“As much as humans can build, and create, weather can destroy much faster” – Sara Hetyonk, SB local
For those who’ve grown up in cold climates, El Niño might not sound like such a big deal. In fact, people in Midwest might not even know what El Niño is as we have our own anomalies to worry about, one in particular with a scarier name, the Polar Vortex. We know that each year, the leaves will fall so that our scarves can make their debut and our sandals can slip into hibernation. Once the snow melts, the rain will pour for a month or two before the flowers begin to bloom and the humid months pull our sandals from the cobwebs yet again.
El Niño is often described as a phenomenon that occurs periodically in the tropical pacific every few years. The trade winds are then affected and sea temperatures begin to rise which sets of an atmospheric domino effect. Though this unstable weather can be both weak and strong, this year has been projected to be the strongest El Niño in eighteen years.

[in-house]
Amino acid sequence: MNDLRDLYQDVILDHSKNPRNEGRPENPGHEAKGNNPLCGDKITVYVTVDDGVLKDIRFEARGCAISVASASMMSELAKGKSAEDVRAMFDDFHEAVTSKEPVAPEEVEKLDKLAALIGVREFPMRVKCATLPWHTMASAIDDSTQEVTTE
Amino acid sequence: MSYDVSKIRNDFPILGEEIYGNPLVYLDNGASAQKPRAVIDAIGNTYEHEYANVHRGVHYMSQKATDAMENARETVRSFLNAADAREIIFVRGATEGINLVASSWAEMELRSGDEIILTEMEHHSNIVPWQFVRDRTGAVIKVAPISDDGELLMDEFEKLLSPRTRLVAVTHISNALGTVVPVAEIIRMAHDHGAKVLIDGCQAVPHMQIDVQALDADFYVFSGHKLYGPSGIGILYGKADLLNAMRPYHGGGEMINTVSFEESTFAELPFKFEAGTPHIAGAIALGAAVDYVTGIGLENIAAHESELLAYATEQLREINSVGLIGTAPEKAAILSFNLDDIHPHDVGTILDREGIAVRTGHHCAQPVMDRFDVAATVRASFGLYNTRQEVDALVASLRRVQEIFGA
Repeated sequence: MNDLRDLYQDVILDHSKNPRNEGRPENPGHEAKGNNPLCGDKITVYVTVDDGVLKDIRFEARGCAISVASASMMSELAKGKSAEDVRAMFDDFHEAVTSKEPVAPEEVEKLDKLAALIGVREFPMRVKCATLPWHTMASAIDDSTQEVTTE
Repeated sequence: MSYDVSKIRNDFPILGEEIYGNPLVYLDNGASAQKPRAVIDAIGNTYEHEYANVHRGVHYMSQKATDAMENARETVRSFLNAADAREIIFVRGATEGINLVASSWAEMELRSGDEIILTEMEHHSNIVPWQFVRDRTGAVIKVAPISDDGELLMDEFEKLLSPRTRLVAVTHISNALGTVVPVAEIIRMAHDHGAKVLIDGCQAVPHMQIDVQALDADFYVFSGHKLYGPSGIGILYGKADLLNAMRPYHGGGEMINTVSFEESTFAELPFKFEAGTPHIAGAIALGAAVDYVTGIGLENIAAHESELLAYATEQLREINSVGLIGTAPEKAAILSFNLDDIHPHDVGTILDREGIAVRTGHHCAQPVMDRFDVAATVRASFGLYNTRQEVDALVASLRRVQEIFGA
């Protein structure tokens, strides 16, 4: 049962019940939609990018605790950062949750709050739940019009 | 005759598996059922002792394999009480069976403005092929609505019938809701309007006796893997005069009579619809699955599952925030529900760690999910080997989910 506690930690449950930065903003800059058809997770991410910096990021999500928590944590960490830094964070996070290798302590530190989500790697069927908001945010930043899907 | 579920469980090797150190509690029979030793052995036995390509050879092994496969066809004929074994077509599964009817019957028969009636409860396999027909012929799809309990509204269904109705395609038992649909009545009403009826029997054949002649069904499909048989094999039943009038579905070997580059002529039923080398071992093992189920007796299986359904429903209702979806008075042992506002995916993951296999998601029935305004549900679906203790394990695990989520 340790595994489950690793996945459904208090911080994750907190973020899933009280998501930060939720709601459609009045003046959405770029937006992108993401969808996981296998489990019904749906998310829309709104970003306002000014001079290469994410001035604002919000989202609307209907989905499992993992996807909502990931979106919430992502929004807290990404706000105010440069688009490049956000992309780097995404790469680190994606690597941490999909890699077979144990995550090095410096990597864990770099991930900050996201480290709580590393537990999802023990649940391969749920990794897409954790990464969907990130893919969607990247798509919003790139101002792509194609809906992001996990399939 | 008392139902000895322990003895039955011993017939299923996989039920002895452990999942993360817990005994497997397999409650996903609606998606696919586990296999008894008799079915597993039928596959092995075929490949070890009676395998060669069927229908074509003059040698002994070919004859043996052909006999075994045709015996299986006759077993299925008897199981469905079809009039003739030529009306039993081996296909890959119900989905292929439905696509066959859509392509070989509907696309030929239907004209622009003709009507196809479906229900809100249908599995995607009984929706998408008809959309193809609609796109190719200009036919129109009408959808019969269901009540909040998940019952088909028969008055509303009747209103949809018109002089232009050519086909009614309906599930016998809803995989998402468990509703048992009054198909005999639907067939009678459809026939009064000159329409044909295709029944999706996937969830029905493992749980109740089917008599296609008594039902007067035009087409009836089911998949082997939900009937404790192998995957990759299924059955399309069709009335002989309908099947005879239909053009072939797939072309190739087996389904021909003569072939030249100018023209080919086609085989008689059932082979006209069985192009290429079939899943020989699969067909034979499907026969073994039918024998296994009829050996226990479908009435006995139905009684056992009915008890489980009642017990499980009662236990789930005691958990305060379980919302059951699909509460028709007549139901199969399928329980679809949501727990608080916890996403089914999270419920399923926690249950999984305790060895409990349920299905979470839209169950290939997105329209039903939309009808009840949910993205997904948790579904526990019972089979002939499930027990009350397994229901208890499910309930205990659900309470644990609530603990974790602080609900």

In places like California, El Niño is a force to be reckoned with. Sara Hetyonk, Santa Barbara local, learned early in her life that, “as much as humans can build, and create, weather can destroy much faster.” She, like many other Californians, has witnessed the disasters that too often are associated with the irregular El Niño weather. On the west coast, in particular, rain and flooding are common which has historically sparked mudslides due to the terrain and coastline.
According to the National Oceanic and Atmosphere Association, this El Niño will bring much needed rainfall through January. They also reported that although precipitation and temperature is likely to resemble the El Niño anomaly, cold-air outbreaks and unpredictable snowstorms are also likely to occur this winter.
For those experiencing their first El Niño like I am, there are some recommended safety precautions that are important to note. In the event that electric power is affected, store batteries and flashlights to hold you over. It is also recommended that you store some “long life,” non-refrigerated foods, just in case flooding, mudslides and downed trees prevent you from accessing grocery stores.
For more information on how to prepare for an El Niño winter, click here.